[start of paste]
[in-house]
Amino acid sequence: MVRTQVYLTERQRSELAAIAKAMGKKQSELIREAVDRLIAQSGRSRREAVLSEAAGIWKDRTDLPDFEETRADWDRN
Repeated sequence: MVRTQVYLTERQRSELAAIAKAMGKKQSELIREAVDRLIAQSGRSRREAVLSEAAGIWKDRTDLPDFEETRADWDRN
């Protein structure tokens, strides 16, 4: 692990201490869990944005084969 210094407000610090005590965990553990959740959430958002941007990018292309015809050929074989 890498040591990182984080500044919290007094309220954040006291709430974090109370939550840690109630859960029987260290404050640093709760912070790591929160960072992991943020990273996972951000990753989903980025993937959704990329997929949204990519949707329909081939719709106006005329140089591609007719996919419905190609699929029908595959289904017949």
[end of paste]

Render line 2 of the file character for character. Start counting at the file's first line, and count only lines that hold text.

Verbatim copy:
Amino acid sequence: MVRTQVYLTERQRSELAAIAKAMGKKQSELIREAVDRLIAQSGRSRREAVLSEAAGIWKDRTDLPDFEETRADWDRN